The Knee, ISSN: 1873-5800, Vol: 24, Issue: 4, Page: 751-760

The influence of polyethylene bearing thickness on the tibiofemoral kinematics of a bicruciate retaining total knee arthroplasty

Peersman, Geert; Slane, Josh; Dirckx, Margo; Vandevyver, Arne; Dworschak, Philipp; Heyse, Thomas J; Scheys, Lennart


The recently reintroduced bicruciate retaining Total Knee Arthroplasty (BCR TKA) is an effort to reproduce kinematics closer to the native knee. However, there is no data on appropriate balancing with this implant. Balancing is crucial and challenging as medial and lateral polyethylene (PE) inlays are modular, which allows for placement of different thicknesses in the medial and lateral compartments. This study aimed at providing a detailed kinematic view on balancing BCR TKA.


Seven fresh frozen cadaver legs were mounted in a kinematic rig that applied squatting under application of physiologic quadriceps and hamstring forces. Additionally, specimen laxity was assessed using Lachman tests and varus/valgus stress tests. Following testing on the native knee, a BCR TKA was implanted in each specimen and all trials were repeated. Using one millimeter increments, five inlay thicknesses were tested to simulate optimal balancing, symmetric under-, and overstuffing, valgus constellation, and varus constellation.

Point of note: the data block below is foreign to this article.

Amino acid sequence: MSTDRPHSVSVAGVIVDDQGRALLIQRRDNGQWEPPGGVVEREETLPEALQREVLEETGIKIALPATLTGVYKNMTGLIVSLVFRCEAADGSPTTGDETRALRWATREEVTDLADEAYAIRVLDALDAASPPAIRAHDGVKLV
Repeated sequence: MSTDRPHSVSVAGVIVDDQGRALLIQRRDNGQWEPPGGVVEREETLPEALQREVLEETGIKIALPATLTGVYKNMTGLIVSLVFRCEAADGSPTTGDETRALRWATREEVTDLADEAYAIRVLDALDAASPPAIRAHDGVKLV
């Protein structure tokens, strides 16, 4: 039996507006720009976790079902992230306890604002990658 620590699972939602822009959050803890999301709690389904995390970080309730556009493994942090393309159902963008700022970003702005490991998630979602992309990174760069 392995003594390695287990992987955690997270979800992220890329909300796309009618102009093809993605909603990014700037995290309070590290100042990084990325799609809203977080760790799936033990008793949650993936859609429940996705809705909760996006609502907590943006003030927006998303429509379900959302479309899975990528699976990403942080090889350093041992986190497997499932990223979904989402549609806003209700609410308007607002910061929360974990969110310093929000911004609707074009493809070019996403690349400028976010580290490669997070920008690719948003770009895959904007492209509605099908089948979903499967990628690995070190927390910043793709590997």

Overall, knee kinematics following BCR TKA seem to be very close to the native knee. The changes as introduced to tibiofemoral kinematics through over- or understuffing the polyethylene inserts are affecting the system only to a minor degree and generally lack statistical significance. Reproduction of the tibial varus via PE-Inlays did not lead to kinematics much closer to the native knee.


The changes introduced to tibiofemoral kinematics by removal of the conforming meniscus and cartilage and replacement with a flat PE insert and femoral component are of more impact than different inlay sizes and their combinations for a BCR TKA.

Download article